I was actually taking a special relativity class when the faster-than-light neutrino thing happened. Class the next day was a bit awkward, but the professor assured us the experiment was as instrumentation error, and he was right, of course.
1. To arrive at point B after -1 sec or backward in time? or
2. To arrive at point B after 0.999 sec from the time he started his journey?
An insane consequence of the theory of relativity is that for assuming you observe 2, there must be a reference frame in which someone else, moving at a constant speed relative to you, observes 1(or something very close). Weird, huh? The fact that you can't move faster than light as a consequence of special relativity is more a demand that effects follow causes. That's probably what the news articles are referencing when they say a particle moving faster than light would need to move backward in time, whether the authors of those news article know it or not. The "relative" in relativity is that time, distance and even simultaneity are all relative, that they depend on your velocity, or, more naturally, your velocity as a fraction of the speed of light. The math behind this is called a Lorentz transformation, and it tells you what an observer who is travelling at a constant velocity relative to you sees. Also, this wiki page explains how both 1 and 2 manifest pretty well.
A few years ago I went to a talk given by Miguel Alcubierre (brag), and someone asked him what he thought about the paradoxes that would be caused by violating causality if his device really were to be built. He kinda just shrugged and said "I guess we'll see what happens" or something like that. It's kind of unknown what would happen even to the experts, and other weird things that happen if something goes faster than the speed of light, too, like space looking like time and time looking like space.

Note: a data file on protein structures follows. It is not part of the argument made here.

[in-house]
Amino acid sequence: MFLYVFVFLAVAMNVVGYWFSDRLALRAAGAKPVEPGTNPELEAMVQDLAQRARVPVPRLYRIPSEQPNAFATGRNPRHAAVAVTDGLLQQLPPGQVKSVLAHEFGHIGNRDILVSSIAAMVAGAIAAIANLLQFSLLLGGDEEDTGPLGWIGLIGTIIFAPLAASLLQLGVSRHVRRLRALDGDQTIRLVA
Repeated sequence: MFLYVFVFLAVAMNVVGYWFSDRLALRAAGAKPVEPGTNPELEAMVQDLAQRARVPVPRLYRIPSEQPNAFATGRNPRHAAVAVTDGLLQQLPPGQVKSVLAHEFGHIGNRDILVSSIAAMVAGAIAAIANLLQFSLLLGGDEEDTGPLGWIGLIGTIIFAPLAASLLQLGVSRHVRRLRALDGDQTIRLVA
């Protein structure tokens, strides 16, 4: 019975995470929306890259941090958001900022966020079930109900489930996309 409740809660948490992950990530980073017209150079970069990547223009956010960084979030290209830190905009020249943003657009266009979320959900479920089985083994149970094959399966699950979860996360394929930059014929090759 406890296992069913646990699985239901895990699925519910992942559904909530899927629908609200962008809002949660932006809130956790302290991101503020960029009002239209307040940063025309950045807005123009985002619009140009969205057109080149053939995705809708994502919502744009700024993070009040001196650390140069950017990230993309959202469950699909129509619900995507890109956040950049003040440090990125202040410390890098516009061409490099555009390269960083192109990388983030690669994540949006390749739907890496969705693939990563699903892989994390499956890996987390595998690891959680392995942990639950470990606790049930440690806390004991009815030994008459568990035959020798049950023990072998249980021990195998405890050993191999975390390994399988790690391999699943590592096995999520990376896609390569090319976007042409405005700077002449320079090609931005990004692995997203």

that would pretty much mean that we are stuck in our solar system until the Sun burns up, or until some cosmic explosion wipes us all out.
That isn't necessarily true. DARPA is funding a project to figure out if interstellar travel is feasible and I doubt that they're assuming a method that involves faster-than-light travel. A common idea I've heard proposed in generation ships, ships large enough to support several generations of humans who would go on to colonize a new planet, but that's obviously at least several hundred years away.